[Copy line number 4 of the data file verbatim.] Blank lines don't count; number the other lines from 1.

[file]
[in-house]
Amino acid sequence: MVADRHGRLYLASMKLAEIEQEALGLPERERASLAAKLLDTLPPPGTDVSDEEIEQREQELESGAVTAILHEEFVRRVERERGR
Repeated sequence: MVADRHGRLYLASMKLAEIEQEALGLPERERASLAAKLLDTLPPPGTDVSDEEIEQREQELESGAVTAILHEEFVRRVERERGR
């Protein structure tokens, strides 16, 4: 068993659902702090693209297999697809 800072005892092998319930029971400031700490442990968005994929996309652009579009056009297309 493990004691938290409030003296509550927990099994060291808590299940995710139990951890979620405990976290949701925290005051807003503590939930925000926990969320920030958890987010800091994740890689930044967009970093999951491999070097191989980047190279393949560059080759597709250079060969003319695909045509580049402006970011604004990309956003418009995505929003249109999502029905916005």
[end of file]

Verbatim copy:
């Protein structure tokens, strides 16, 4: 068993659902702090693209297999697809 800072005892092998319930029971400031700490442990968005994929996309652009579009056009297309 493990004691938290409030003296509550927990099994060291808590299940995710139990951890979620405990976290949701925290005051807003503590939930925000926990969320920030958890987010800091994740890689930044967009970093999951491999070097191989980047190279393949560059080759597709250079060969003319695909045509580049402006970011604004990309956003418009995505929003249109999502029905916005």